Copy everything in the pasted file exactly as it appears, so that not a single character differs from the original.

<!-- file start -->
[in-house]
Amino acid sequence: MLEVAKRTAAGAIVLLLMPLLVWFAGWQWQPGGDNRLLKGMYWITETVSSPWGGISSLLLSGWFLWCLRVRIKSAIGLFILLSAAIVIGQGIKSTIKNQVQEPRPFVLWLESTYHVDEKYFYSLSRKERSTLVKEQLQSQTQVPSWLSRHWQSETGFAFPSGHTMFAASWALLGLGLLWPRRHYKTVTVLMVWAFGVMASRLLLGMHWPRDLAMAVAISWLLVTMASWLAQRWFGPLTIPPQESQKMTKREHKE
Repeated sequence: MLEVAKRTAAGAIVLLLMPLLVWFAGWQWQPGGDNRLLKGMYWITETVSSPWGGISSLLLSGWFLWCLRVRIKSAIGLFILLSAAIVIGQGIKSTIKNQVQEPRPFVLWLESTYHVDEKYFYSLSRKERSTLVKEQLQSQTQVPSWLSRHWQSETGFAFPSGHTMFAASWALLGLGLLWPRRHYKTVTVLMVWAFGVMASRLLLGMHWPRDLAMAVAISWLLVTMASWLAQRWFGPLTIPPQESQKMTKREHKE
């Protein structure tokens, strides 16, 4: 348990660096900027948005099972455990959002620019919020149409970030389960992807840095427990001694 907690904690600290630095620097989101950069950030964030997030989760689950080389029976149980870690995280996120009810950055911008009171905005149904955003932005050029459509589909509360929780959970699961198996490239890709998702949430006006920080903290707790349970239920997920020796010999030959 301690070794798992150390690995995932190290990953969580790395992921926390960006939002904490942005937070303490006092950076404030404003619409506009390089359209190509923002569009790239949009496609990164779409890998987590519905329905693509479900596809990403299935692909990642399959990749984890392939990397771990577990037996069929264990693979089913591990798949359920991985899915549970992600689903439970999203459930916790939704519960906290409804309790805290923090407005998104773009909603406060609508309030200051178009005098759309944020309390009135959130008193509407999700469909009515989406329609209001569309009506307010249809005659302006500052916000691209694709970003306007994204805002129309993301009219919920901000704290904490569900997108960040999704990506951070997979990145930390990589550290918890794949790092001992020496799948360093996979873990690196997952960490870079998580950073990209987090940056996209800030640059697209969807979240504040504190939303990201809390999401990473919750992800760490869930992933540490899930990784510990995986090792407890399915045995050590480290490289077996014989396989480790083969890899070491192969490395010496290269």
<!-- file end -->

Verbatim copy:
[in-house]
Amino acid sequence: MLEVAKRTAAGAIVLLLMPLLVWFAGWQWQPGGDNRLLKGMYWITETVSSPWGGISSLLLSGWFLWCLRVRIKSAIGLFILLSAAIVIGQGIKSTIKNQVQEPRPFVLWLESTYHVDEKYFYSLSRKERSTLVKEQLQSQTQVPSWLSRHWQSETGFAFPSGHTMFAASWALLGLGLLWPRRHYKTVTVLMVWAFGVMASRLLLGMHWPRDLAMAVAISWLLVTMASWLAQRWFGPLTIPPQESQKMTKREHKE
Repeated sequence: MLEVAKRTAAGAIVLLLMPLLVWFAGWQWQPGGDNRLLKGMYWITETVSSPWGGISSLLLSGWFLWCLRVRIKSAIGLFILLSAAIVIGQGIKSTIKNQVQEPRPFVLWLESTYHVDEKYFYSLSRKERSTLVKEQLQSQTQVPSWLSRHWQSETGFAFPSGHTMFAASWALLGLGLLWPRRHYKTVTVLMVWAFGVMASRLLLGMHWPRDLAMAVAISWLLVTMASWLAQRWFGPLTIPPQESQKMTKREHKE
């Protein structure tokens, strides 16, 4: 348990660096900027948005099972455990959002620019919020149409970030389960992807840095427990001694 907690904690600290630095620097989101950069950030964030997030989760689950080389029976149980870690995280996120009810950055911008009171905005149904955003932005050029459509589909509360929780959970699961198996490239890709998702949430006006920080903290707790349970239920997920020796010999030959 301690070794798992150390690995995932190290990953969580790395992921926390960006939002904490942005937070303490006092950076404030404003619409506009390089359209190509923002569009790239949009496609990164779409890998987590519905329905693509479900596809990403299935692909990642399959990749984890392939990397771990577990037996069929264990693979089913591990798949359920991985899915549970992600689903439970999203459930916790939704519960906290409804309790805290923090407005998104773009909603406060609508309030200051178009005098759309944020309390009135959130008193509407999700469909009515989406329609209001569309009506307010249809005659302006500052916000691209694709970003306007994204805002129309993301009219919920901000704290904490569900997108960040999704990506951070997979990145930390990589550290918890794949790092001992020496799948360093996979873990690196997952960490870079998580950073990209987090940056996209800030640059697209969807979240504040504190939303990201809390999401990473919750992800760490869930992933540490899930990784510990995986090792407890399915045995050590480290490289077996014989396989480790083969890899070491192969490395010496290269």